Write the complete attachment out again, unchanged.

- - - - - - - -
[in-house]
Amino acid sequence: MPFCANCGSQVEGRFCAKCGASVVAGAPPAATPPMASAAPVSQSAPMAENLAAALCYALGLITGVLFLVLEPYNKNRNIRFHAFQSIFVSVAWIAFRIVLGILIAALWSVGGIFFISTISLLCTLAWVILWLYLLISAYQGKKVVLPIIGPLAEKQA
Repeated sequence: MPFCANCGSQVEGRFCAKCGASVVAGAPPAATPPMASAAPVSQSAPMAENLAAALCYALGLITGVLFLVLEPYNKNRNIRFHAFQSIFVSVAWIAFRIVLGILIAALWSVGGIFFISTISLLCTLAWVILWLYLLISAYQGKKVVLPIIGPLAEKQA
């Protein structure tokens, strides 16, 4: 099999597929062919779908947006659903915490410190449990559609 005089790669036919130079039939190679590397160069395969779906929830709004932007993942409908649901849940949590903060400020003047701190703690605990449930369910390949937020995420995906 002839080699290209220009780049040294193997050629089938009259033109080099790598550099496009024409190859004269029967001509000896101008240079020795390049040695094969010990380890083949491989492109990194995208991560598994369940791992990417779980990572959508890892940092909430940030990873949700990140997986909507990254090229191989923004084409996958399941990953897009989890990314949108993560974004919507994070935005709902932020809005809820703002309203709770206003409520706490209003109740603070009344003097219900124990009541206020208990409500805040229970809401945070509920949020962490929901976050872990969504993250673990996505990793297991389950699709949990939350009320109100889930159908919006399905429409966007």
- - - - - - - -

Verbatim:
[in-house]
Amino acid sequence: MPFCANCGSQVEGRFCAKCGASVVAGAPPAATPPMASAAPVSQSAPMAENLAAALCYALGLITGVLFLVLEPYNKNRNIRFHAFQSIFVSVAWIAFRIVLGILIAALWSVGGIFFISTISLLCTLAWVILWLYLLISAYQGKKVVLPIIGPLAEKQA
Repeated sequence: MPFCANCGSQVEGRFCAKCGASVVAGAPPAATPPMASAAPVSQSAPMAENLAAALCYALGLITGVLFLVLEPYNKNRNIRFHAFQSIFVSVAWIAFRIVLGILIAALWSVGGIFFISTISLLCTLAWVILWLYLLISAYQGKKVVLPIIGPLAEKQA
């Protein structure tokens, strides 16, 4: 099999597929062919779908947006659903915490410190449990559609 005089790669036919130079039939190679590397160069395969779906929830709004932007993942409908649901849940949590903060400020003047701190703690605990449930369910390949937020995420995906 002839080699290209220009780049040294193997050629089938009259033109080099790598550099496009024409190859004269029967001509000896101008240079020795390049040695094969010990380890083949491989492109990194995208991560598994369940791992990417779980990572959508890892940092909430940030990873949700990140997986909507990254090229191989923004084409996958399941990953897009989890990314949108993560974004919507994070935005709902932020809005809820703002309203709770206003409520706490209003109740603070009344003097219900124990009541206020208990409500805040229970809401945070509920949020962490929901976050872990969504993250673990996505990793297991389950699709949990939350009320109100889930159908919006399905429409966007």